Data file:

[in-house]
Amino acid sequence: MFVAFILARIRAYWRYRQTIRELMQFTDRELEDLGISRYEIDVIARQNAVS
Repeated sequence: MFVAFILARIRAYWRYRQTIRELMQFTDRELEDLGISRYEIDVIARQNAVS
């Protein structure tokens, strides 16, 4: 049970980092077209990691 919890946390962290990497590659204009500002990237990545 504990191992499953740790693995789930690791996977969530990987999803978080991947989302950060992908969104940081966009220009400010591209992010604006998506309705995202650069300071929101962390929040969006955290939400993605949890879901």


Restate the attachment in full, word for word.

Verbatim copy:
[in-house]
Amino acid sequence: MFVAFILARIRAYWRYRQTIRELMQFTDRELEDLGISRYEIDVIARQNAVS
Repeated sequence: MFVAFILARIRAYWRYRQTIRELMQFTDRELEDLGISRYEIDVIARQNAVS
């Protein structure tokens, strides 16, 4: 049970980092077209990691 919890946390962290990497590659204009500002990237990545 504990191992499953740790693995789930690791996977969530990987999803978080991947989302950060992908969104940081966009220009400010591209992010604006998506309705995202650069300071929101962390929040969006955290939400993605949890879901």